OMG Cravats Represent

OMG CravatsWell knock me down. Looks like I’m not the only one with a little fetish for a good looking man in a cravat.

Ever since I posted this yesterday, which was ostensibly nothing but a charming little post about all the various places that I like to hang out online, I have been visited, followed, friended, commented, and Tumblr’d by really rather a whole lot of you.

And it’s all because of omgcravats.com.

Seriously? That’s. Awesome.

For real. This is why I totally love the internet. How else would you ever find all the other people are who are freaky in exactly the same ways you are freaky?

I mean, assuming that going back to college is no longer an option. Which it really isn’t. Pretty sure you’re only supposed to graduate once. Pity.

Anyway, I just wanted to say THANK YOU and YAY! and also YOU RULE for all of your nice emails and comments and Tweets and such about omgcravats.com. It’s pretty sweet to meet you all. Every last one of you.

And there are a LOT of you!

How great is that?

So anyway, let’s answer a few frequently asked questions about omgcravats.com:

What’s the deal?

Here’s the thing. I’ve always had a thing for men in cravats. Always been a nut for the 19th century. I used to doodle ladies in hoop skirts when I was in elementary school, too.

Why do I like grapes? No idea. Just born that way, I guess. Same thing with this.

I came to the 19th century honestly, through the crazy Victorian house I was raised in, and stayed in it through books, museums, and historical reenact-y things. It was only much later that I was exposed to things like the BBC and PBS versions of things, wet shirts in front of Pemberley, and John Thornton’s steely, steely gaze. Although I will say that those things were sort of the last nails in the coffin for me, as it were.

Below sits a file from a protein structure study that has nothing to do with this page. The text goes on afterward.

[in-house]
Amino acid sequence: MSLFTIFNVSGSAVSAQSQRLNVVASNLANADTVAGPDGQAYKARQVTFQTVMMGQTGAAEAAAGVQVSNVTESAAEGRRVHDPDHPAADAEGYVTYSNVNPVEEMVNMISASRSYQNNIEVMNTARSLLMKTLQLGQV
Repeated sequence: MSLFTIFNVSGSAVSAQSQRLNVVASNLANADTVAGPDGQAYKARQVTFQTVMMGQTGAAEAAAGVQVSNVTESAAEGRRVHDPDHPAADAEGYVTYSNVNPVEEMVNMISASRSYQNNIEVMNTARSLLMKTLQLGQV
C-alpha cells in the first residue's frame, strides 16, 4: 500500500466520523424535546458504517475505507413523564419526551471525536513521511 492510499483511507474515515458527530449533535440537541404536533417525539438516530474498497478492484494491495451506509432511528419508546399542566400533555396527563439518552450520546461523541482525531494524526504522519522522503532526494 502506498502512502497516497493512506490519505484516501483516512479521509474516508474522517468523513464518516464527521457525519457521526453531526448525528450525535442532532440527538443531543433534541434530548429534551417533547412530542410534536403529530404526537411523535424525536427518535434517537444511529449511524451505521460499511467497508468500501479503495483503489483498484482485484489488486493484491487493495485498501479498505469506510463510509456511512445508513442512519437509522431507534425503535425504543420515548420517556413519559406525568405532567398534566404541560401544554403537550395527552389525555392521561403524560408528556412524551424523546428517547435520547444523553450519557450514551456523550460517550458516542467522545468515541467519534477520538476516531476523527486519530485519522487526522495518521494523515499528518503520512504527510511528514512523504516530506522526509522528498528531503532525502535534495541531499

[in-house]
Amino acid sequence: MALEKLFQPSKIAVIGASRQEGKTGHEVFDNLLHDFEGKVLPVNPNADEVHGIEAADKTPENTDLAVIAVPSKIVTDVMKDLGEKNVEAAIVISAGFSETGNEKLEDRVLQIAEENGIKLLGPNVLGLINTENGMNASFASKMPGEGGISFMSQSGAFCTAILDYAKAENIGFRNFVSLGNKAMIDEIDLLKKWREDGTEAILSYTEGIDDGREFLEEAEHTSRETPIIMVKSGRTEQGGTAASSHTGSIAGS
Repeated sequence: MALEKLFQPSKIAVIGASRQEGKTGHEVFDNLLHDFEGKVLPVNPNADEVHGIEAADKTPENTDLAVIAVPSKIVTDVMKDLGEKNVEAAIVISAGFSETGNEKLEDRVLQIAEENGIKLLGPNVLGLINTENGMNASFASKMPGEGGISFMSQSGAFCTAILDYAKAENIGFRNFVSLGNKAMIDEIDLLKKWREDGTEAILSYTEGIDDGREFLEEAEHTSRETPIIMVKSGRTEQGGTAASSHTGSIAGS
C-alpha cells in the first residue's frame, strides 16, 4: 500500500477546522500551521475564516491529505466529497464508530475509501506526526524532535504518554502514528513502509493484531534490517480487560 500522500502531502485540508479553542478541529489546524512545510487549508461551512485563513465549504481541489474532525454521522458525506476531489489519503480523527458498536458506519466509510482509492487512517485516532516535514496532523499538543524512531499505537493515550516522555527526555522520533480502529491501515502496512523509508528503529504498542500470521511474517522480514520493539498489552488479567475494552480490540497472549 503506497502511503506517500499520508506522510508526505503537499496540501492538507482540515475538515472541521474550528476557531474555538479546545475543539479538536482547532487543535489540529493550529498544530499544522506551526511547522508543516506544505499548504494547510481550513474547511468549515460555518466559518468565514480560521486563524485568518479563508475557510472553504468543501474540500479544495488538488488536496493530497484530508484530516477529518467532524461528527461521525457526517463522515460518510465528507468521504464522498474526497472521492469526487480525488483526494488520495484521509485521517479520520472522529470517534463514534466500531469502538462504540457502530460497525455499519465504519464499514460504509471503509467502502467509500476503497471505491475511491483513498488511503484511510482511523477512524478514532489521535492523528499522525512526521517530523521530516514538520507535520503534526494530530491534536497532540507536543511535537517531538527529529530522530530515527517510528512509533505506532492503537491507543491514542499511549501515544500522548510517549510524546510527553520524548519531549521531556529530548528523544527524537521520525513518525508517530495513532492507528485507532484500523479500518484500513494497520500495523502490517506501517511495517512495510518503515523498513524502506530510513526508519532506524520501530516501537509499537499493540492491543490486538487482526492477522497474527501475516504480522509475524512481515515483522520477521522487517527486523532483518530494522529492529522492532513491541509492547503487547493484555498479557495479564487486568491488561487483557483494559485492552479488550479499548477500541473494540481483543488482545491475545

Who are all these people?

Right now, omgcravats.com mostly consists of real people — that is, they are by and large portraits of real, actual men from the real, actual 18th and 19th century who either had their portraits painted or who painted their own dang portraits (there are more than a few artists in there, if you include the dozens or so that I already have queued up to post over the next few months).

I’ve been adding more pictures lately of cravateurs from TV and film and such, and I expect that there’ll be more of that in the future as I exhaust my various sources of fine art images. Unless you start submitting them, too, which would be GREAT, and which is a topic I will cover in a second.

Why? Why? Why?

Well, it started out just as a bit of a joke, really. As so many of the best things do.

When the lovely and talented Melissa Averinos first designed the artwork for this blog, it was her idea to put my cravat-laden thought bubble front and center in the banner at the top of the page. I loved it, because it’s such a dead accurate representation of me, so it stayed.

Then another lovely and talented friend of mine (who wishes to remain anonymous) started sending me, as a personal treat, a picture or two a day of some of her favorite men in cravats. This friend of mine has a fancy degree in art history and some real, live historian bona fides, so her contributions tended to slant rather heavily toward portraiture.